‘The Trial of the Chicago 7’ lacks Sorkin’s poetic prowess

Scott Powell

Vintage film reel graphic.
Collegian Film Reviews Graphic (Rachel Macias | The Collegian)

There is no screenwriter more musical than Aaron Sorkin. His dialogue flows so whimsically and energetically through each scene in his films — be it Mark Zuckerberg’s ice-cold, tommy-gun speed laceration of his rivals’ creative powers in “The Social Network,” Will McAvoy’s stone-faced denouncement of America’s assumed greatness in “The Newsroom” or, most famously, Colonel Nathan Jessup’s jaw-clenched, spit-splattering defense of the military in “A Few Good Men”; the words and sentences that dance out of the lips of Sorkin’s characters are nothing short of virtuosic.

Unfortunately, this is not quite the case for “The Trial of the Chicago 7,” which, while imbued with Sorkin’s trademark lightning-fast rhythm, lacks the same energy and tension that makes his previous films so memorable, causing it to come off more like a dry, sputtering morse code message than a Beethoven symphony — simply clicking and clacking along in a smart but lukewarm monotone.

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The differences between the hippie youth culture and the more conservative institutions were not matters of war and peace but of words and beliefs. And when language itself is the matter of dispute between two parties, civility cannot thrive.”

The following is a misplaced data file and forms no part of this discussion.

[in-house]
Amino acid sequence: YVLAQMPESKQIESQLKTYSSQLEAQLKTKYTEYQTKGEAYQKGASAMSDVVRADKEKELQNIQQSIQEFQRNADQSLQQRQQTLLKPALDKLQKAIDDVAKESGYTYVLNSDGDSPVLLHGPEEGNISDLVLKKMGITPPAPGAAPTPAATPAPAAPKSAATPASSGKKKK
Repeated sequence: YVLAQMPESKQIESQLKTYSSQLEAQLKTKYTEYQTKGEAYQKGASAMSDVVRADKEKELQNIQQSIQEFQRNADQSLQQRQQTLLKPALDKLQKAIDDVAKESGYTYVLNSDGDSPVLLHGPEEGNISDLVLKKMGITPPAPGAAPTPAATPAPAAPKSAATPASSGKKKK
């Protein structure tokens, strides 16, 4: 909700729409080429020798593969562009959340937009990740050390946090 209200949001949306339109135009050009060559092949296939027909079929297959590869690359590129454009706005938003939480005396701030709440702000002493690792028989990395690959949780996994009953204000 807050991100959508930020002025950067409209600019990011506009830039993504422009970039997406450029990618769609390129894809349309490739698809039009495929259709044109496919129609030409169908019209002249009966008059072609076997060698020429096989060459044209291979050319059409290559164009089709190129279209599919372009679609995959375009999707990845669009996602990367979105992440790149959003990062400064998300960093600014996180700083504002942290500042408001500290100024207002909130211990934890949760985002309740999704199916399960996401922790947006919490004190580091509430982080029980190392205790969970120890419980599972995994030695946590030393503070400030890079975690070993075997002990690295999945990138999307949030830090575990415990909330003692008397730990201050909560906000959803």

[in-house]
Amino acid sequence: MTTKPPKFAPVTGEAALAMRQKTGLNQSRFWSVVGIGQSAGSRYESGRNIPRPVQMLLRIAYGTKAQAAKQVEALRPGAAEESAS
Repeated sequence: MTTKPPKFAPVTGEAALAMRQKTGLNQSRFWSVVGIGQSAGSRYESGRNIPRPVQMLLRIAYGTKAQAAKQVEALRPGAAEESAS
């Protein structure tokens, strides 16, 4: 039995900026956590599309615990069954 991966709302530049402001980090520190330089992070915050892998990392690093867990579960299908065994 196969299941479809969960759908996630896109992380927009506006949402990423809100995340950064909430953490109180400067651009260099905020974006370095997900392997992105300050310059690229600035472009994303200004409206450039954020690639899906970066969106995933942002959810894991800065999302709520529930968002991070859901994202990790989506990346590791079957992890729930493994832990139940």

Telling the story of the seven anti-Vietnam war activists accused of inciting riots at the 1968 Democratic National Convention and the corruption-riddled trial that followed, the film treads in territory not unfamiliar to the veteran Sorkin, who, with films like “A Few Good Men” and “The Social Network” as well as TV shows like “The West Wing,” has mastered the poetry that underlies the world of law and politics and the moral logic at the root of the conflicts that occur within those realms. 

However, this kind of moral logic requires one thing in order to be understood — diplomacy. And this is where “Chicago 7″ falls short. The whole film seems to be an attempt by Sorkin to strip the 1960s of everything that made them wild, crazy and sexy and reframe the counterculture that spurred its changes as just a bunch of boring, civilized, All-American college boys.

While it may be true that the ’60s counterculture was less rambunctious than its cultural mythos has made it out to be, and while a plea for civility in public discourse may be a valuable message to our deeply disillusioned, sensation-seeking political climate, what “Chicago 7″ fails to recognize is that the ‘60s, like today, were not defined by clashes over ideology but rather clashes over the methods of discourse itself. 

Certainly, the counterculture used opposition to the Vietnam War as an ideological rallying cry for their cause, but the changes that they sought far surpassed an elimination of the draft. They were railing not only against war but, more importantly, against the narrow methods of communication elite institutions used to mitigate reactions to their often corrupt and destructive policies. The movement was not merely a revolt against the government’s policies and how well those policies complimented the nation’s values and purpose — more significantly, it was a revolt against those values themselves and the linguistic structures that reinforced them.